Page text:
BTerrell Group Blog

An Overview of Third Party Payer Arrangements

Posted by Brian Terrell on Wed, Jan 28, 2015

Outsourcing payroll processing, payroll tax remitting, and related tax duties to a third party can be a great idea for many companies; however, I encourage our Workforce Go! clients to stay on top of the rules related to third party payer arrangements set by the IRS in section 16 of Circular E, whether they choose to outsource the responsibility or not. To reinforce the importance, I am summarizing the main points for you in this blog post.


First, even though a third party is tasked to make deposits and payments on your behalf, you, as the employer, may be liable for taxes, penalties, and interest due.

Second, the IRS strongly recommends the employer’s address remain the address of record for any correspondence. Having correspondence sent directly to the third party payer sounds like a good idea to streamline the process, but it can also limit your ability to be informed about tax matters related to your business.

Finally, the IRS lists four common third party payers in this year’s Circular E. I recommend knowing and following IRS guidelines on whom to contract to perform payroll and related tax duties. The descriptions and liability vary among the four so I listed them here, along with a few notes on each one.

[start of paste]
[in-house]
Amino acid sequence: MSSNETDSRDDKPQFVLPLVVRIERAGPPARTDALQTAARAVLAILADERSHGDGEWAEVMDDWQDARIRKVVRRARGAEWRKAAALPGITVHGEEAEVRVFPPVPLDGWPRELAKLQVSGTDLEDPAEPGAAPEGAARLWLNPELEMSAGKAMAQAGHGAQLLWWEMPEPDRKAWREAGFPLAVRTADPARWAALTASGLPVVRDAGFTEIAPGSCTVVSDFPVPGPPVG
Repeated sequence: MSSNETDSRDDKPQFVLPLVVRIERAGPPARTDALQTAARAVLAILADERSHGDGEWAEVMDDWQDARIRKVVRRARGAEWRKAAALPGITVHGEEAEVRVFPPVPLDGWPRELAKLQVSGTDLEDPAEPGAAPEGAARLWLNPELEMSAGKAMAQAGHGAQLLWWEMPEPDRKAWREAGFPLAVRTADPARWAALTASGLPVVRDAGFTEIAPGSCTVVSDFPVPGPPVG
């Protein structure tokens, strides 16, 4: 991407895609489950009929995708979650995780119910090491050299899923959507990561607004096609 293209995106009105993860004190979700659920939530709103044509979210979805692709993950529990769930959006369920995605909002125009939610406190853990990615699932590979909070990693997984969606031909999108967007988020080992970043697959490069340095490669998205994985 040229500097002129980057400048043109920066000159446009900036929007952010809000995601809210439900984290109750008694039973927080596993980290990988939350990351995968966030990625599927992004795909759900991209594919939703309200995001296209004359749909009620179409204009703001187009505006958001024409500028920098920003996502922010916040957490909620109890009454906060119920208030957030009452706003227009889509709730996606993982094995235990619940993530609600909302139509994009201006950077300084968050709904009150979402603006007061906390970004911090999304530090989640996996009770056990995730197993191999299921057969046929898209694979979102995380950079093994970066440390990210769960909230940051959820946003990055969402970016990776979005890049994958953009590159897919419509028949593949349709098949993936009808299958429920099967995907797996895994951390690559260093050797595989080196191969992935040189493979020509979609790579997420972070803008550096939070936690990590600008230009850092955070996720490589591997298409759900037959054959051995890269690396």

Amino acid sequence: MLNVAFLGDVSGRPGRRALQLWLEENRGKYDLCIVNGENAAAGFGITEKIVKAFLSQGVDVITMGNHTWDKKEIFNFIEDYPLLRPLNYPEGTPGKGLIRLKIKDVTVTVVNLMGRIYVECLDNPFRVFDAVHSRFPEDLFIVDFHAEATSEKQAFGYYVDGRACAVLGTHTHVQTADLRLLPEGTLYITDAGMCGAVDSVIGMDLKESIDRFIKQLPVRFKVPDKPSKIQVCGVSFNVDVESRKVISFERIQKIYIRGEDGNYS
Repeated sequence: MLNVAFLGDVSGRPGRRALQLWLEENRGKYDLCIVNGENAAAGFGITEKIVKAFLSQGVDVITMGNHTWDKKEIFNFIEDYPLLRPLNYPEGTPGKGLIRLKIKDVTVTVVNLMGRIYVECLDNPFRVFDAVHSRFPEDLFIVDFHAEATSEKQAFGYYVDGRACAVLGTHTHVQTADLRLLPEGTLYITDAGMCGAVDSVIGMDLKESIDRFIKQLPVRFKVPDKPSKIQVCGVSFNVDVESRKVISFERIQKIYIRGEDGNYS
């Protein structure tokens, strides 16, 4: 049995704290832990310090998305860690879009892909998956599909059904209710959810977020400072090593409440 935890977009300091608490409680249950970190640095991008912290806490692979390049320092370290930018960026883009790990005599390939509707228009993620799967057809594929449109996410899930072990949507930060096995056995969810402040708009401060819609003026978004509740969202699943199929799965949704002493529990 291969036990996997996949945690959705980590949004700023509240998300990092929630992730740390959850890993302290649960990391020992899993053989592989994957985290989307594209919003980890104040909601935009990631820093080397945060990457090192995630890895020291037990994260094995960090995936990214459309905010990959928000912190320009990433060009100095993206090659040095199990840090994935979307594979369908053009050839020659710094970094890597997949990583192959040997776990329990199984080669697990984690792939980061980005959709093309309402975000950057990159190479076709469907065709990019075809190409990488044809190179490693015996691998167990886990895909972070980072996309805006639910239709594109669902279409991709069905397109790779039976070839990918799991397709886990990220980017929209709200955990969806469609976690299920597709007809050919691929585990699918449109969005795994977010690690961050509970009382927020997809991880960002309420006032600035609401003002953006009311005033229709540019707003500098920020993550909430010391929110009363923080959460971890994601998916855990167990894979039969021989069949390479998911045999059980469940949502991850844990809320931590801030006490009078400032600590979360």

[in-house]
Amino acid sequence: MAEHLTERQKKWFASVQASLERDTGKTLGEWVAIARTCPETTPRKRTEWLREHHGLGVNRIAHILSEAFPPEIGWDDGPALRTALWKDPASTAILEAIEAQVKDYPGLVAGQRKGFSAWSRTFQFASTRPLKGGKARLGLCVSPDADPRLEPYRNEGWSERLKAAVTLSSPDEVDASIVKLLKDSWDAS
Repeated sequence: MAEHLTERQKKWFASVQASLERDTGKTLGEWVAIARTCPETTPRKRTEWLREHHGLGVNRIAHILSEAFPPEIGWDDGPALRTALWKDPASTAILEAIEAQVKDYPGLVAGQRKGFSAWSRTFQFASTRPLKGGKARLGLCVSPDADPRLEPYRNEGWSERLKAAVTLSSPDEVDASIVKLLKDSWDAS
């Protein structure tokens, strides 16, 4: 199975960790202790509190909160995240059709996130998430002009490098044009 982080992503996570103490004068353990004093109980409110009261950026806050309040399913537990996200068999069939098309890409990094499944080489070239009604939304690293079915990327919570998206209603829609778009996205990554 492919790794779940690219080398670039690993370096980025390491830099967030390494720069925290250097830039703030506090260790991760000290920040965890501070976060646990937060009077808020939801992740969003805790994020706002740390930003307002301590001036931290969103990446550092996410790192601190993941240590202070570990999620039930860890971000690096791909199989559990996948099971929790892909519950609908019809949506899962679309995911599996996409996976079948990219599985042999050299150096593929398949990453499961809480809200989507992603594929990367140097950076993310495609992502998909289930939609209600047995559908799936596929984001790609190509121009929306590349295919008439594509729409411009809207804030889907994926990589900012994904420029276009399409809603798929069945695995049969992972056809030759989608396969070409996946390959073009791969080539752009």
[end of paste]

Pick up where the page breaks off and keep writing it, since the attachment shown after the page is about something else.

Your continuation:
Payroll service provider (PSP):
A PSP helps administer payroll and payroll related duties on your behalf, using your EIN. Make sure the PSP uses EFTPS to make federal deposits so you can confirm the payments are made

Reporting agent:
A reporting agent is a type of PSP who may electronically sign and file forms using the employer's EIN. Employers must use Form 8655 to authorize a reporting agent to perform these functions on your behalf.

Agent with approved Form 2678:
An agent with an approved Form 2678 is authorized to perform certain functions using its own EIN. When using this agent, you and the agent are jointly liable for employment taxes and related tax duties for which the agent is authorized to perform

Payer designated under section 3504:
In some cases, the IRS may designate a third party payer on your behalf to perform certain employer duties. This payer performs tax duties under a service agreement using its own EIN. When using this designated payer, you and the payer are jointly liable for the employment taxes and related duties for which the third party payer is designated. Such payers include employee leasing companies and professional employer organizations.

Fortunately, our Workforce Go! partner, AmeriFlex Business Solutions is a trusted PSP and reporting agent with, in some cases, an approved Form 2678. However, Workforce Go! customers are not limited to outsourced payroll. With AmeriFlex Workforce Management Solution, users can either process payroll in house or outsource the responsibility, which, in my opinion, is the best of both worlds!

I encourage employers to read through the guidelines laid out by the IRS in this year’s Circular E to weigh the options, and contact us to learn more about Workforce Go! and AmeriFlex Workforce.

Tags: 1099, Workforce Go!, third party payer arrangements,